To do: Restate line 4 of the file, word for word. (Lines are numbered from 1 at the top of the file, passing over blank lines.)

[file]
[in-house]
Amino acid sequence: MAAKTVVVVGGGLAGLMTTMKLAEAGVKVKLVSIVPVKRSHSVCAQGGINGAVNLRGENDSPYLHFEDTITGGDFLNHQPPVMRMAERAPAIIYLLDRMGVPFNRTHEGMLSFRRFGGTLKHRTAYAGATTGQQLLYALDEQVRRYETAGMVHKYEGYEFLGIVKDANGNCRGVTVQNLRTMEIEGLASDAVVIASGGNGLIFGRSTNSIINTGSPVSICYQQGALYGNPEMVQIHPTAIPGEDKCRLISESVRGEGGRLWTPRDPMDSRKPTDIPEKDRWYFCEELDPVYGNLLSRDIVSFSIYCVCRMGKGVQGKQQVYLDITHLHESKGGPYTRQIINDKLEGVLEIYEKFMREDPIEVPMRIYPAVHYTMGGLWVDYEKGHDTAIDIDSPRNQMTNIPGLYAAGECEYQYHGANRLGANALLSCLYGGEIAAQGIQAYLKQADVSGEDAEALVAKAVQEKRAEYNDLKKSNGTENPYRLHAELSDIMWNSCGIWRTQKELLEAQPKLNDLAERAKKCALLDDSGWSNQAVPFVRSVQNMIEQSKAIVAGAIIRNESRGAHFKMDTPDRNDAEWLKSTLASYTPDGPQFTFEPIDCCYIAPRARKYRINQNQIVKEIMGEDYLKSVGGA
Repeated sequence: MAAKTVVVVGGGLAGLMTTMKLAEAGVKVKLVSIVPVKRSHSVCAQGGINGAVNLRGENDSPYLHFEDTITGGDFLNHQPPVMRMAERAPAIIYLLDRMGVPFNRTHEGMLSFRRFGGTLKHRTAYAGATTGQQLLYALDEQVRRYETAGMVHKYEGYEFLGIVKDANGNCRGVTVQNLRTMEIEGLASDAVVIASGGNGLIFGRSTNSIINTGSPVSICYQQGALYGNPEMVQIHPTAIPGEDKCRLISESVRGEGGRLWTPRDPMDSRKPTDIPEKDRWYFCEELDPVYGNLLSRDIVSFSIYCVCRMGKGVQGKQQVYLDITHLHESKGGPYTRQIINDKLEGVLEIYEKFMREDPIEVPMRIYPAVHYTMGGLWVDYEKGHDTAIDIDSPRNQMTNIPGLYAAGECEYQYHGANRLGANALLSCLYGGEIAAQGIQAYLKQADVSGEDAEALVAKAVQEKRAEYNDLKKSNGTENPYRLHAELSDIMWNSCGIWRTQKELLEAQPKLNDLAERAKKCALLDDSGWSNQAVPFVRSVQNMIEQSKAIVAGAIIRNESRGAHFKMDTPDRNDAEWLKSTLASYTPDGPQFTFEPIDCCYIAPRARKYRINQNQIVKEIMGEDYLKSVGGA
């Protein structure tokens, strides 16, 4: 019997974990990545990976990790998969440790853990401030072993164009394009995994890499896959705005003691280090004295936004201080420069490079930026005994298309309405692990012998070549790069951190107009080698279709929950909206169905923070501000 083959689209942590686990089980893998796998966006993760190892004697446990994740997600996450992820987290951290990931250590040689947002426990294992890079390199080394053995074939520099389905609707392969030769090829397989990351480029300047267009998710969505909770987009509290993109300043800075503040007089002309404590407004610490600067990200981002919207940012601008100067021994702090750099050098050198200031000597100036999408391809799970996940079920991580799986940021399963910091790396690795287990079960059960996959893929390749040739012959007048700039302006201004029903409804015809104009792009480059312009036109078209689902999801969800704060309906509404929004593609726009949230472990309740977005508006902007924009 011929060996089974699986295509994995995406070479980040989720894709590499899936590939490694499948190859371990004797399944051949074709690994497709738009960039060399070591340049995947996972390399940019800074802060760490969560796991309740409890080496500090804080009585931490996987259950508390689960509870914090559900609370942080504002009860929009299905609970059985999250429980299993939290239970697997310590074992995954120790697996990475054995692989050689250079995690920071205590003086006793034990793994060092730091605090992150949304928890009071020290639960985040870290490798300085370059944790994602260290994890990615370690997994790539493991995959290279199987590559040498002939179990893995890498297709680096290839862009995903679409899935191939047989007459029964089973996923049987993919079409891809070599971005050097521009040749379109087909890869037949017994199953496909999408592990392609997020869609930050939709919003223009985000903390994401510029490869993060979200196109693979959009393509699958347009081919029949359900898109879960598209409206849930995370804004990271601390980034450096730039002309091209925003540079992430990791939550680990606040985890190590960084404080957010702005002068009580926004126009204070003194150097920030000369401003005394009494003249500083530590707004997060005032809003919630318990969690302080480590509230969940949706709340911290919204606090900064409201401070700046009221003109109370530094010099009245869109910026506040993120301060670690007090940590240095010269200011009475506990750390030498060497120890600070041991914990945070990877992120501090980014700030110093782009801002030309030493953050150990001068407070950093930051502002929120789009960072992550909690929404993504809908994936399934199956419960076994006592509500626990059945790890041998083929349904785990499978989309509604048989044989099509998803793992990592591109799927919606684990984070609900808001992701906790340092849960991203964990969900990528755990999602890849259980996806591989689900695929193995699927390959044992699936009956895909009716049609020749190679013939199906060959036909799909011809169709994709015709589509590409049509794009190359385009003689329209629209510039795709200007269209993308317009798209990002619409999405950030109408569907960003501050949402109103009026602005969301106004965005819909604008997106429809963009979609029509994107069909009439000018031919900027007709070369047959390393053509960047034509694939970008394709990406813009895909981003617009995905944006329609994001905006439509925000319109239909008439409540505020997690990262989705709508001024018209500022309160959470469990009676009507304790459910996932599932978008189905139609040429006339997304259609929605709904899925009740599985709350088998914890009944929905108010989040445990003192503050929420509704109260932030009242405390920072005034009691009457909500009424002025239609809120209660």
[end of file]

């Protein structure tokens, strides 16, 4: 019997974990990545990976990790998969440790853990401030072993164009394009995994890499896959705005003691280090004295936004201080420069490079930026005994298309309405692990012998070549790069951190107009080698279709929950909206169905923070501000 083959689209942590686990089980893998796998966006993760190892004697446990994740997600996450992820987290951290990931250590040689947002426990294992890079390199080394053995074939520099389905609707392969030769090829397989990351480029300047267009998710969505909770987009509290993109300043800075503040007089002309404590407004610490600067990200981002919207940012601008100067021994702090750099050098050198200031000597100036999408391809799970996940079920991580799986940021399963910091790396690795287990079960059960996959893929390749040739012959007048700039302006201004029903409804015809104009792009480059312009036109078209689902999801969800704060309906509404929004593609726009949230472990309740977005508006902007924009 011929060996089974699986295509994995995406070479980040989720894709590499899936590939490694499948190859371990004797399944051949074709690994497709738009960039060399070591340049995947996972390399940019800074802060760490969560796991309740409890080496500090804080009585931490996987259950508390689960509870914090559900609370942080504002009860929009299905609970059985999250429980299993939290239970697997310590074992995954120790697996990475054995692989050689250079995690920071205590003086006793034990793994060092730091605090992150949304928890009071020290639960985040870290490798300085370059944790994602260290994890990615370690997994790539493991995959290279199987590559040498002939179990893995890498297709680096290839862009995903679409899935191939047989007459029964089973996923049987993919079409891809070599971005050097521009040749379109087909890869037949017994199953496909999408592990392609997020869609930050939709919003223009985000903390994401510029490869993060979200196109693979959009393509699958347009081919029949359900898109879960598209409206849930995370804004990271601390980034450096730039002309091209925003540079992430990791939550680990606040985890190590960084404080957010702005002068009580926004126009204070003194150097920030000369401003005394009494003249500083530590707004997060005032809003919630318990969690302080480590509230969940949706709340911290919204606090900064409201401070700046009221003109109370530094010099009245869109910026506040993120301060670690007090940590240095010269200011009475506990750390030498060497120890600070041991914990945070990877992120501090980014700030110093782009801002030309030493953050150990001068407070950093930051502002929120789009960072992550909690929404993504809908994936399934199956419960076994006592509500626990059945790890041998083929349904785990499978989309509604048989044989099509998803793992990592591109799927919606684990984070609900808001992701906790340092849960991203964990969900990528755990999602890849259980996806591989689900695929193995699927390959044992699936009956895909009716049609020749190679013939199906060959036909799909011809169709994709015709589509590409049509794009190359385009003689329209629209510039795709200007269209993308317009798209990002619409999405950030109408569907960003501050949402109103009026602005969301106004965005819909604008997106429809963009979609029509994107069909009439000018031919900027007709070369047959390393053509960047034509694939970008394709990406813009895909981003617009995905944006329609994001905006439509925000319109239909008439409540505020997690990262989705709508001024018209500022309160959470469990009676009507304790459910996932599932978008189905139609040429006339997304259609929605709904899925009740599985709350088998914890009944929905108010989040445990003192503050929420509704109260932030009242405390920072005034009691009457909500009424002025239609809120209660």